Source: Spiegel Online
For years, Germany's legal experts have been arguing about whether Muslim public officials have the right to wear headscarves. The issue raises difficult questions about religious tolerance and constitutional rights in Germany.
"When you do something," Brigitte Weiss says, "you need to do it right."
It's a motto she knows from home. She remembers people saying it where she comes from, a coal-mining area in Germany's western Ruhr region. Later, as a grade school teacher in Mettmann, a small town near DÃ¼sseldorf, she tried to pass the homespun wisdom on to her students. Whether it was their homework in German, geography, home economics, or whatever else they were doing -- the main thing was to do it right.
"All of my students," Weiss says, "were happy to have me as their teacher."
Now this is no longer entirely the case. The reason is Brigitte Weiss's conversion to Islam. Now she has a new name, Maryam, and she dresses differently: She wears a headscarf.
The problem is that for nearly two years it has been against the rules for teachers in the state of North Rhine-Westphalia to wear headscarves in public schools. So Weiss has received a letter from the schools administration asking to know why she wore hers.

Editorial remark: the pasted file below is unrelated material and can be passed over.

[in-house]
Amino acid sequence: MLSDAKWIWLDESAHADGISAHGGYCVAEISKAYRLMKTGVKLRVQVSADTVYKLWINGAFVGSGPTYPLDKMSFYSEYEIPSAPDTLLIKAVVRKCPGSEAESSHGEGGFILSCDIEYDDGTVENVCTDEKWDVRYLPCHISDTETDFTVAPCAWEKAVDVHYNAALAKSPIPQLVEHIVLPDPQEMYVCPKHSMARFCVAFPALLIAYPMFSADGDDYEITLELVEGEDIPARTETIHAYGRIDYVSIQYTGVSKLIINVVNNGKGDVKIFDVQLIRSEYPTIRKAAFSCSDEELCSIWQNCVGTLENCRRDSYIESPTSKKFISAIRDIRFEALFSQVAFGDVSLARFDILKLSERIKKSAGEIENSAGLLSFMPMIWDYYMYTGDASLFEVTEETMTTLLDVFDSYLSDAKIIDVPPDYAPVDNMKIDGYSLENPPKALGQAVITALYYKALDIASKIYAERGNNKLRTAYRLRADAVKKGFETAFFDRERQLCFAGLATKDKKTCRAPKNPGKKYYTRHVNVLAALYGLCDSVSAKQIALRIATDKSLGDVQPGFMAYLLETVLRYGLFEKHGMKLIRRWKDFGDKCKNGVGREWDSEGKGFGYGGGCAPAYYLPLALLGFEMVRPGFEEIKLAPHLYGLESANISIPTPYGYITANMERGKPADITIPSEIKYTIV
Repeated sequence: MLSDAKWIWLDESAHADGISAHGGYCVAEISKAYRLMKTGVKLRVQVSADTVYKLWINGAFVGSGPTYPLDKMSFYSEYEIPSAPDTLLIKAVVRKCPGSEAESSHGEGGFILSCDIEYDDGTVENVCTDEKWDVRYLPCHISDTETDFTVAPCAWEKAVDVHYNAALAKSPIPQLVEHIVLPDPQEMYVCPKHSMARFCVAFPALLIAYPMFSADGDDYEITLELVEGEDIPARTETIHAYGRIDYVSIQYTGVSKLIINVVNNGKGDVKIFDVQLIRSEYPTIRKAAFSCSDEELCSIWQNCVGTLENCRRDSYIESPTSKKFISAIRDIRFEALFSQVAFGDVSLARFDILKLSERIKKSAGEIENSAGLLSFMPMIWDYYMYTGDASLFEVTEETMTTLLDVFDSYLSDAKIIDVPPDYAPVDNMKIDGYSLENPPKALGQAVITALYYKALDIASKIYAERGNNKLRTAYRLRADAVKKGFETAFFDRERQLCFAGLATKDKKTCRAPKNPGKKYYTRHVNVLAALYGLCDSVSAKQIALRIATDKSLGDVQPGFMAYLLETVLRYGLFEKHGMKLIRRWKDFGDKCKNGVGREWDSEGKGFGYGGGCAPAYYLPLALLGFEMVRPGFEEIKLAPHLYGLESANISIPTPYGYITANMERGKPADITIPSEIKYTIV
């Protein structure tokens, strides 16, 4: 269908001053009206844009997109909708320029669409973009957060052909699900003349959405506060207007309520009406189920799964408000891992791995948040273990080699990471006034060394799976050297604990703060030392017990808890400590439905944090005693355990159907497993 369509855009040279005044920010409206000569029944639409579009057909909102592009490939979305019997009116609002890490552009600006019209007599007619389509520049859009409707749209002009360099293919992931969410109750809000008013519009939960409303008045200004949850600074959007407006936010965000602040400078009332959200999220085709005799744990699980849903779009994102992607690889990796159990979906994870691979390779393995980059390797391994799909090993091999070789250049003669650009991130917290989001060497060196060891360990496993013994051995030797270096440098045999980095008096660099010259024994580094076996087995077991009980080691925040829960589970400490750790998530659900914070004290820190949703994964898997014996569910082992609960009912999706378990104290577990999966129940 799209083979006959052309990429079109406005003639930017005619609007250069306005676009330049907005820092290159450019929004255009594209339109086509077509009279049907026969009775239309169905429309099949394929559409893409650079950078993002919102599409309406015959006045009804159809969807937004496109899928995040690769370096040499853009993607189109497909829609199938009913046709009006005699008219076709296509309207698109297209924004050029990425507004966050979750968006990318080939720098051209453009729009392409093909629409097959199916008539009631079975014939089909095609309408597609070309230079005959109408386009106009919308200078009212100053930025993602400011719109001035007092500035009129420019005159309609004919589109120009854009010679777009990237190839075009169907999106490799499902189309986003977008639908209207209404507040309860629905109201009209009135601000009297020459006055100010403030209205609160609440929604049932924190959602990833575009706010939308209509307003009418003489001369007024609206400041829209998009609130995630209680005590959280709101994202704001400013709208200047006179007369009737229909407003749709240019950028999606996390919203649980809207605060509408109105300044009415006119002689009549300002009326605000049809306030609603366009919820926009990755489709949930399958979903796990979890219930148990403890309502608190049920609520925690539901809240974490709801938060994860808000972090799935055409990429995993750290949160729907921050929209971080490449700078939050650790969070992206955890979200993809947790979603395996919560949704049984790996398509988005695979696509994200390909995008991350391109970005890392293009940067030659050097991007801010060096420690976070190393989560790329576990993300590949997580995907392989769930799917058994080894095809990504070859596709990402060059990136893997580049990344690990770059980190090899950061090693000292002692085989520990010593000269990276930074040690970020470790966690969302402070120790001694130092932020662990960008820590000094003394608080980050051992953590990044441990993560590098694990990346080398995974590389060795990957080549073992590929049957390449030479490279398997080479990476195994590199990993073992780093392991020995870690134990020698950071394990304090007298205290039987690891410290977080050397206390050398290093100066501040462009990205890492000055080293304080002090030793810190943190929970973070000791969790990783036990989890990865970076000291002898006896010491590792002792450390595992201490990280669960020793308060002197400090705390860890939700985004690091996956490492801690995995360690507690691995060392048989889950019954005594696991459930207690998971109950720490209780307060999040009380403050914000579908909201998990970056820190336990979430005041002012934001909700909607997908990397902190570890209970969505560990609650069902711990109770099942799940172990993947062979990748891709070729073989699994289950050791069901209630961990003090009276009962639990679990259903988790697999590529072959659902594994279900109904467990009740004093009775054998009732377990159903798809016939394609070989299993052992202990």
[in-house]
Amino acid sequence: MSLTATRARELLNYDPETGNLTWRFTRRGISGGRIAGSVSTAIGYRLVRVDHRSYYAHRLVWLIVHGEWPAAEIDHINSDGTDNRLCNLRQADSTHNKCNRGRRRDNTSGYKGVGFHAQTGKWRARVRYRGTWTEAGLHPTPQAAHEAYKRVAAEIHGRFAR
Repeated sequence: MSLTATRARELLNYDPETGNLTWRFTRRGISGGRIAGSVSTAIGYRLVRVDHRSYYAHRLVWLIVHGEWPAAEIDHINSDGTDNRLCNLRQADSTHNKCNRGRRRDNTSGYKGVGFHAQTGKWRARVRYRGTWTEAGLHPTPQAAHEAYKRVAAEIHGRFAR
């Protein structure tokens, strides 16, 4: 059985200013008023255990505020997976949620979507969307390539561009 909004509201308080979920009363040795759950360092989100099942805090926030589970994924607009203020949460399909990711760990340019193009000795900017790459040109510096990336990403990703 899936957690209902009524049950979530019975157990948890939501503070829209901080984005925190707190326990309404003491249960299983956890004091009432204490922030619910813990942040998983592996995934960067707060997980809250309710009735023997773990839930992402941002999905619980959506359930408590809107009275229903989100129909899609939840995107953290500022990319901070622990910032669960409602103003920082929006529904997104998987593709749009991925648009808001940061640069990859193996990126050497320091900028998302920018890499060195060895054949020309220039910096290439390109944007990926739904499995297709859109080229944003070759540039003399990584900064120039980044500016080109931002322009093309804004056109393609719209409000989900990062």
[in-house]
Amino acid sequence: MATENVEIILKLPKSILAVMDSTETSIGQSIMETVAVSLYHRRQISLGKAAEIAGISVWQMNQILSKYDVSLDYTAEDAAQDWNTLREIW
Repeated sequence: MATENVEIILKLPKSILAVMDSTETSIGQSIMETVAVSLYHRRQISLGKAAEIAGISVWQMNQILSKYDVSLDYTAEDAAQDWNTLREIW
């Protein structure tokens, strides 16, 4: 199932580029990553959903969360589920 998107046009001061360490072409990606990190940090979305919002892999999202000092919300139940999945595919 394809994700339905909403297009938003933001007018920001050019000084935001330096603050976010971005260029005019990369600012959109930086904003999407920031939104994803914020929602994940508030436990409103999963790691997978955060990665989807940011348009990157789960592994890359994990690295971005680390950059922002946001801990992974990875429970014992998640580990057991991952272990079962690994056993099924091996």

Yes, why? "Because I'm a Muslim," she says.
But what does wearing the headscarf mean? Is it obedience to religion? Or submission to a man? Or is it a rebellion against the society shaped by Germany's post-war constitution?
Nonsense, says Maryam Brigitte Weiss. For her, wearing a headscarf is something "typically German, 100 percent German" -- just like herself. At home, at school, or as a Muslim, she applies the same rule -- no half measures. "Whenever I do something, I do it right, dotting all the i's and crossing all the t's."
The question of what the scarf on Maryam Brigitte's head signifies is now being examined by the courts. She lost her case before the administrative court in DÃ¼sseldorf, but the judges allowed an appeal because of the case's "fundamental importance." It's precisely because of this fundamental importance that Weiss, who is also women's affairs representative for the Central Council of Muslims in Germany, has no intention to back down. She plans to fight this all the way to the nation's highest court.
Question of the Day
She's not the first Muslim woman to have this matter addressed in a court of law. Across Germany, judges in administrative courts and labor courts as well as constitutional experts are all struggling with the same question, one which would have been simple for the mothers and grandmothers of these legal experts to answer back in the 1960s: What is a headscarf?